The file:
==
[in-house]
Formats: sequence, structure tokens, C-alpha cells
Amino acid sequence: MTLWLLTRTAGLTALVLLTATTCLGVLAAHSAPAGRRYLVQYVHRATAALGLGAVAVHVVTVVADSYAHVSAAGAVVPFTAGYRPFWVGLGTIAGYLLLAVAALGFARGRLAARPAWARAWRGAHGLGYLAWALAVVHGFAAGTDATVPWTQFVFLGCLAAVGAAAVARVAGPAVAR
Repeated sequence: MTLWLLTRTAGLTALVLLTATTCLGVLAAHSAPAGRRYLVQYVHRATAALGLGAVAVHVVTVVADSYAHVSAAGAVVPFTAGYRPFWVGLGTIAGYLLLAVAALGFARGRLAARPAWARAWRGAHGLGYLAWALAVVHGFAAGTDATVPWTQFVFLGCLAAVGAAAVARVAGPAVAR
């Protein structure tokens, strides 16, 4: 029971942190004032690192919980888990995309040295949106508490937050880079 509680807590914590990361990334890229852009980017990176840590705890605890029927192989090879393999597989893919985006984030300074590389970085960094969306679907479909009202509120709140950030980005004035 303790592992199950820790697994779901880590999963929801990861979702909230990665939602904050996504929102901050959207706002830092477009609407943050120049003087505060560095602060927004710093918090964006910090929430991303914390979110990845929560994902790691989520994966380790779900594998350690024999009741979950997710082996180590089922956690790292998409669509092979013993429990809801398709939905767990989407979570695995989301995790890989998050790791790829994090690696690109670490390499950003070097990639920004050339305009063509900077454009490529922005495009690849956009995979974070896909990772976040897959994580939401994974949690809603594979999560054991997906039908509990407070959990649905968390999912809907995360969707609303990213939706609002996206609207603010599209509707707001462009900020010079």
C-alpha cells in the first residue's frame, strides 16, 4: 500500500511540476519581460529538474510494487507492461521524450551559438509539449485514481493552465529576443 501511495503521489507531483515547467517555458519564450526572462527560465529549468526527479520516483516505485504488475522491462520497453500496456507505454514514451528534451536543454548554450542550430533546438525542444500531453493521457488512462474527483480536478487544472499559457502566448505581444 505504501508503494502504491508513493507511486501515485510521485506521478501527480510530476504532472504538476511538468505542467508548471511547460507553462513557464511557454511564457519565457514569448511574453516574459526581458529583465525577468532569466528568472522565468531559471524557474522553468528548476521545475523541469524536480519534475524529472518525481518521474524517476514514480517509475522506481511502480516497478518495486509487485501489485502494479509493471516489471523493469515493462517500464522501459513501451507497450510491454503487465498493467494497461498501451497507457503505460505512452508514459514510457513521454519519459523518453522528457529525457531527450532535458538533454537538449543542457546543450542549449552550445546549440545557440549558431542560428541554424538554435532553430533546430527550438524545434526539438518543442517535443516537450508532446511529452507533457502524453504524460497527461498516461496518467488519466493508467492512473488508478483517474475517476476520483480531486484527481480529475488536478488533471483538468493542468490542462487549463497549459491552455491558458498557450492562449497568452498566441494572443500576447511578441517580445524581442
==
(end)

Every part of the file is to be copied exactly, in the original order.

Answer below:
[in-house]
Formats: sequence, structure tokens, C-alpha cells
Amino acid sequence: MTLWLLTRTAGLTALVLLTATTCLGVLAAHSAPAGRRYLVQYVHRATAALGLGAVAVHVVTVVADSYAHVSAAGAVVPFTAGYRPFWVGLGTIAGYLLLAVAALGFARGRLAARPAWARAWRGAHGLGYLAWALAVVHGFAAGTDATVPWTQFVFLGCLAAVGAAAVARVAGPAVAR
Repeated sequence: MTLWLLTRTAGLTALVLLTATTCLGVLAAHSAPAGRRYLVQYVHRATAALGLGAVAVHVVTVVADSYAHVSAAGAVVPFTAGYRPFWVGLGTIAGYLLLAVAALGFARGRLAARPAWARAWRGAHGLGYLAWALAVVHGFAAGTDATVPWTQFVFLGCLAAVGAAAVARVAGPAVAR
């Protein structure tokens, strides 16, 4: 029971942190004032690192919980888990995309040295949106508490937050880079 509680807590914590990361990334890229852009980017990176840590705890605890029927192989090879393999597989893919985006984030300074590389970085960094969306679907479909009202509120709140950030980005004035 303790592992199950820790697994779901880590999963929801990861979702909230990665939602904050996504929102901050959207706002830092477009609407943050120049003087505060560095602060927004710093918090964006910090929430991303914390979110990845929560994902790691989520994966380790779900594998350690024999009741979950997710082996180590089922956690790292998409669509092979013993429990809801398709939905767990989407979570695995989301995790890989998050790791790829994090690696690109670490390499950003070097990639920004050339305009063509900077454009490529922005495009690849956009995979974070896909990772976040897959994580939401994974949690809603594979999560054991997906039908509990407070959990649905968390999912809907995360969707609303990213939706609002996206609207603010599209509707707001462009900020010079």
C-alpha cells in the first residue's frame, strides 16, 4: 500500500511540476519581460529538474510494487507492461521524450551559438509539449485514481493552465529576443 501511495503521489507531483515547467517555458519564450526572462527560465529549468526527479520516483516505485504488475522491462520497453500496456507505454514514451528534451536543454548554450542550430533546438525542444500531453493521457488512462474527483480536478487544472499559457502566448505581444 505504501508503494502504491508513493507511486501515485510521485506521478501527480510530476504532472504538476511538468505542467508548471511547460507553462513557464511557454511564457519565457514569448511574453516574459526581458529583465525577468532569466528568472522565468531559471524557474522553468528548476521545475523541469524536480519534475524529472518525481518521474524517476514514480517509475522506481511502480516497478518495486509487485501489485502494479509493471516489471523493469515493462517500464522501459513501451507497450510491454503487465498493467494497461498501451497507457503505460505512452508514459514510457513521454519519459523518453522528457529525457531527450532535458538533454537538449543542457546543450542549449552550445546549440545557440549558431542560428541554424538554435532553430533546430527550438524545434526539438518543442517535443516537450508532446511529452507533457502524453504524460497527461498516461496518467488519466493508467492512473488508478483517474475517476476520483480531486484527481480529475488536478488533471483538468493542468490542462487549463497549459491552455491558458498557450492562449497568452498566441494572443500576447511578441517580445524581442